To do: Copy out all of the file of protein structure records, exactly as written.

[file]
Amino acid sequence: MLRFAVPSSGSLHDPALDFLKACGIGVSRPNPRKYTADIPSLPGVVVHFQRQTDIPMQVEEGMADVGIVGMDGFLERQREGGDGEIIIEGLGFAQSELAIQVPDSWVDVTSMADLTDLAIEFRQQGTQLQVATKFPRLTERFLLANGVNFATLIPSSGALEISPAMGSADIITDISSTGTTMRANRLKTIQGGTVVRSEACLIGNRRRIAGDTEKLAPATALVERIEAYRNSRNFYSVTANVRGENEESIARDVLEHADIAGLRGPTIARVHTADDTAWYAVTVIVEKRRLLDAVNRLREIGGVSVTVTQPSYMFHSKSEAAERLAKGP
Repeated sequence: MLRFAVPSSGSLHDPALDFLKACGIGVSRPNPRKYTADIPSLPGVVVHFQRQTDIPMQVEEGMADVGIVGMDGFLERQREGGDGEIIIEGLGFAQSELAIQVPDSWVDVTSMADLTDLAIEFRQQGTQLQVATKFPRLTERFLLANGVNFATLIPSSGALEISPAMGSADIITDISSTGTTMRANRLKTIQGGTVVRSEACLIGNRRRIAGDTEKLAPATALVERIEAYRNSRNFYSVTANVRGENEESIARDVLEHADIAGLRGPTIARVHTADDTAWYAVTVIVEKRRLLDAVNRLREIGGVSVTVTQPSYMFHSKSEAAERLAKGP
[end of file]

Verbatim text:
Amino acid sequence: MLRFAVPSSGSLHDPALDFLKACGIGVSRPNPRKYTADIPSLPGVVVHFQRQTDIPMQVEEGMADVGIVGMDGFLERQREGGDGEIIIEGLGFAQSELAIQVPDSWVDVTSMADLTDLAIEFRQQGTQLQVATKFPRLTERFLLANGVNFATLIPSSGALEISPAMGSADIITDISSTGTTMRANRLKTIQGGTVVRSEACLIGNRRRIAGDTEKLAPATALVERIEAYRNSRNFYSVTANVRGENEESIARDVLEHADIAGLRGPTIARVHTADDTAWYAVTVIVEKRRLLDAVNRLREIGGVSVTVTQPSYMFHSKSEAAERLAKGP
Repeated sequence: MLRFAVPSSGSLHDPALDFLKACGIGVSRPNPRKYTADIPSLPGVVVHFQRQTDIPMQVEEGMADVGIVGMDGFLERQREGGDGEIIIEGLGFAQSELAIQVPDSWVDVTSMADLTDLAIEFRQQGTQLQVATKFPRLTERFLLANGVNFATLIPSSGALEISPAMGSADIITDISSTGTTMRANRLKTIQGGTVVRSEACLIGNRRRIAGDTEKLAPATALVERIEAYRNSRNFYSVTANVRGENEESIARDVLEHADIAGLRGPTIARVHTADDTAWYAVTVIVEKRRLLDAVNRLREIGGVSVTVTQPSYMFHSKSEAAERLAKGP